‘211’: Film Review

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Nicolas Cage performs a veteran cop caught up in a gunfight with well-armed financial institution robbers in York Alec Shackleton’s motion thriller.

It is in all probability silly to want that Nicolas Cage would as soon as once more make films nearly as good as Adaptation and Leaving Las Vegas. However is it an excessive amount of to ask that he return to the comparative glory days of Con Air and The Rock? The query involves thoughts after seeing the most recent mediocre B-movie actioner during which the scarily prolific actor squanders his appreciable abilities. Its title seemingly designed to find it close to the highest of the VOD listings that may give it its highest profile, 211 primarily comes throughout like a pale, tv pilot-style imitation of Michael Mann’s Warmth.

Impressed by a infamous real-life 1997 North Hollywood financial institution theft during which the police discovered themselves vastly outgunned by a pair of financial institution robbers, this movie directed by York Alec Shackleton largely revolves round the same protracted firefight. However whereas the blazing gun battle consumes a lot of the working time, John Rebus’ screenplay (primarily based on one by the director) throws in loads of subplots and primarily irrelevant characters to make the movie really feel padded even at 86 minutes.

We’re launched to the story’s unhealthy guys by way of a prologue set in Afghanistan, the place a bunch of hardened mercenaries (Michael Bellisario, Sean James, Ori Pfeffer and Weston Cage, son of Nicolas) have been stiffed out of their cash by a conflict profiteer. After promptly dispatching him, the group heads to America to reclaim the cash that has been deposited in a financial institution. Alongside the best way, they’re pursued by a relentless Interpol agent (Sophie Skelton) who appears to belong in one other film fully.

Throughout their heist, the robbers are compelled to take hostages when their suspicious getaway automobile is observed by a pair of native cops – hard-boiled veteran Mike (Cage), who, like each older cop in films, is simply days away from retiring, and his youthful associate Steve (Dwayne Cameron), who additionally occurs to be Mike’s son-in-law. Simply previous to the violent occasions, Steve informs Mike that his daughter (Amanda Cerny), from whom he is estranged, is pregnant. The 2 cops even have a visitor, Kenny (Michael Rainey Jr.), a black teen who’s been ordered to experience together with them for a day as punishment for violently hanging again at one in every of his classmates who’s been bullying him.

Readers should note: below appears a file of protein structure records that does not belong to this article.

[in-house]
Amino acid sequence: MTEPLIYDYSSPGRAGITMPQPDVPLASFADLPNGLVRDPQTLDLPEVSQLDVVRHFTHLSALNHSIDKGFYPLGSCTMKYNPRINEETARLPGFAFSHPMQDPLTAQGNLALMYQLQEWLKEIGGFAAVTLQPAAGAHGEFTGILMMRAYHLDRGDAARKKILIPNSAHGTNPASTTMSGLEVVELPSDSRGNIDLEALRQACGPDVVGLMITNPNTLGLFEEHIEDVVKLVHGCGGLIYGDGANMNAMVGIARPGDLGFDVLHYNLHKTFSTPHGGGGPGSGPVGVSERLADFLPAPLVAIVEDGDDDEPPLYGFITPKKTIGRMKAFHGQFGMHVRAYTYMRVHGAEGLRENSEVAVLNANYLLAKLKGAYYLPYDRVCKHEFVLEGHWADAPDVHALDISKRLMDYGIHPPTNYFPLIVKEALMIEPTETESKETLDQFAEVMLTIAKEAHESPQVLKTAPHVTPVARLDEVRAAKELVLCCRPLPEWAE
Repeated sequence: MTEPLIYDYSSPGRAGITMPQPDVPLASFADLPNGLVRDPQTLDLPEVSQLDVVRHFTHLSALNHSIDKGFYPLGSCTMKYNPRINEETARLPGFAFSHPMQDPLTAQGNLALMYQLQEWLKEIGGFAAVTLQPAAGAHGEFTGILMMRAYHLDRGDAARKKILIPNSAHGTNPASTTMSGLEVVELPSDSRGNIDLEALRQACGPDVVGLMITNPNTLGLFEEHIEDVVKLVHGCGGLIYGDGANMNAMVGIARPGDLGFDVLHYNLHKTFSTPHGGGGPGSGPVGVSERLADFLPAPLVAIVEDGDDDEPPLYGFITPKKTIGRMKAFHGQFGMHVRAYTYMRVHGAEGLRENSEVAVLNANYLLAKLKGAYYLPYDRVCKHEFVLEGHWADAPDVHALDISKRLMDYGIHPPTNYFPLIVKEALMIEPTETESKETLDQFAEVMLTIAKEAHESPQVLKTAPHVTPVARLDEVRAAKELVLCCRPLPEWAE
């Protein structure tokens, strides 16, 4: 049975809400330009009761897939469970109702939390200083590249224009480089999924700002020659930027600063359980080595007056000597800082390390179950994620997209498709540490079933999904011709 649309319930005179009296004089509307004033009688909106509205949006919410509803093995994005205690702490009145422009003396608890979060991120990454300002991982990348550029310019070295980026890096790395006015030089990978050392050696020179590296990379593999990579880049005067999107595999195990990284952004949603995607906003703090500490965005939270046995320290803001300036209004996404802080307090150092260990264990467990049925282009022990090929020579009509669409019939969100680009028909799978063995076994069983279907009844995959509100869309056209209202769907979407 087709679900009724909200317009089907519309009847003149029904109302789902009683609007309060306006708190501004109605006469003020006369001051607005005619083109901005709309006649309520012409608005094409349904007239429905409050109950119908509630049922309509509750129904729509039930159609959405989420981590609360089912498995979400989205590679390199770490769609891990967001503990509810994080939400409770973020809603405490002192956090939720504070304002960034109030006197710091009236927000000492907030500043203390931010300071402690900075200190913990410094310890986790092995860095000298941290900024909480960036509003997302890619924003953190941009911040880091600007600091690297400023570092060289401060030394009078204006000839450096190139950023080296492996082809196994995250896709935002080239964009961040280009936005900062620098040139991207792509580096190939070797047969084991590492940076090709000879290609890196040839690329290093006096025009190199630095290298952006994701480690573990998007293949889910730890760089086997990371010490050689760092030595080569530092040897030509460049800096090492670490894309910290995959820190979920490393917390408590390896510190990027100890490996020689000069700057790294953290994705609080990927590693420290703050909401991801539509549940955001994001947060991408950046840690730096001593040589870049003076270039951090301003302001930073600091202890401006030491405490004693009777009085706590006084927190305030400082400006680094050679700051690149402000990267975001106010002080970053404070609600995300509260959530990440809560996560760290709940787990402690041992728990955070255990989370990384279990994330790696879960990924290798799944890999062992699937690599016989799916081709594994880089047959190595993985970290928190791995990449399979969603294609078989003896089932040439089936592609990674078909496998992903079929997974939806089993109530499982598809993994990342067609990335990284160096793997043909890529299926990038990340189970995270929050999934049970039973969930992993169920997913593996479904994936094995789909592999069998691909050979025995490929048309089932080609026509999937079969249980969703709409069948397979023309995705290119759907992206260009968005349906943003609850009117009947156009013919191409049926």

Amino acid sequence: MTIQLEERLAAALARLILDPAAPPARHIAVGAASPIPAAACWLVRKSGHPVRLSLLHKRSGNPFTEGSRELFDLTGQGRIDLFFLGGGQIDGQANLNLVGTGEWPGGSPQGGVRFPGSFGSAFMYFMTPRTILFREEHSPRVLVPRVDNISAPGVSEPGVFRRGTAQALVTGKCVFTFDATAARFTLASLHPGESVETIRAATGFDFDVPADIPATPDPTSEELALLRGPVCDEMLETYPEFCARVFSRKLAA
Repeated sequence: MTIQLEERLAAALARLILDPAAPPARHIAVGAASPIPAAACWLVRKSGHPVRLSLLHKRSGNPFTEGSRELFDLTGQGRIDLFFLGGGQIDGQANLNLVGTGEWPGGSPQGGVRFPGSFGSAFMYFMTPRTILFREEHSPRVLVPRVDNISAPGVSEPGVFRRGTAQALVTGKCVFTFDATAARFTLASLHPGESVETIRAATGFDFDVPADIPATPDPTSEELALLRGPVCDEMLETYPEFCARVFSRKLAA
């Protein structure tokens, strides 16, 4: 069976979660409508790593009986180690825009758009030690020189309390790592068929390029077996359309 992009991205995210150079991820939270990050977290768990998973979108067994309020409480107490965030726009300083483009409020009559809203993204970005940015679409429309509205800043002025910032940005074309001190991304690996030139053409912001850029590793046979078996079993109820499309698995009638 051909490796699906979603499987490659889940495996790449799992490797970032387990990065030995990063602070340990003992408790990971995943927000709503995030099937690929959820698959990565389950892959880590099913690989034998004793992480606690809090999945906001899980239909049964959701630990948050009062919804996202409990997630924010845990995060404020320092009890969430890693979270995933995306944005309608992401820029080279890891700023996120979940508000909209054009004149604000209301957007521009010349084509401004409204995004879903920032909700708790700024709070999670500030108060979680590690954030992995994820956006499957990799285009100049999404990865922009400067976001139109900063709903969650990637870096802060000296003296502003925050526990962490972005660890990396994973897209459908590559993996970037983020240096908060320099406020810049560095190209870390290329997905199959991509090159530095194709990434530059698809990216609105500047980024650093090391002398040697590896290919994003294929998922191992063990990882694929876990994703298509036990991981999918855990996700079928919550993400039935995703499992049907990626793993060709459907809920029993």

Regardless of their try to distract the police by setting off an explosion at a close-by diner, the villains quickly turn into engaged in a brutal, elongated battle that includes loads of computerized weapons. Alongside the best way, they reveal their ruthlessness by killing a number of hostages and harmless bystanders, generally out necessity and different occasions merely for kicks. At one level, Steve will get shot within the leg, leading to a dying scene so drawn-out it might make Camille blush.

The movie awkwardly tries to infuse emotionalism into the graphically violent proceedings by way of the connection between Mike and Kenny, which begins out as resentful however winds up as one in every of mutual respect when {the teenager} rises to the event and turns into a key determine within the motion. None of it feels remotely genuine, together with the coincidence that Kenny’s mom occurs to be a nurse on the hospital the place a number of of the cops are being handled.

Director Shackleton phases the ultra-violent mayhem with affordable proficiency however little aptitude or creativeness. And the much less stated concerning the dialogue, which options such gems as Cage barking “Let’s take these assholes out!” (as if his fellow officers have one thing else in thoughts as they hearth away), the higher.

Whereas Cage successfully underplays all through, he does have a terrific meltdown scene during which Mike berates a superior for not offering back-up sooner. It is the form of fulfilling over-the-top second that the actor’s fan base lives for, but it surely’s scant compensation for the general mediocrity of this rote motion film.

Manufacturing: Momentum Footage, Millennium Media
Distributor: Momentum Footage
Solid: Nicolas Cage, Cory Hardrict, Michael Rainey Jr., Dwayne Cameron, Ori Pfeffer, Weston Cage, Sophie Skelton, Alexandra Dinu, Amanda Cerny
Director: York Alec Shackleton
Screenwriter: John Rebus
Producers: Jeffrey Greenstein, Jonathan Yunger, Les Weldon, Isaac Florentine
Government producers: Avi Lerner, Trevor Brief, John Thompson, Scott Karp
Director of images: Alexander Krumov
Manufacturing designer:
Editor: Ivan Todorov
Composer: Fredrik Wiedmann
Costume designer: Anna Gelinova
Casting: Luke Cousins

Rated R, 86 min.

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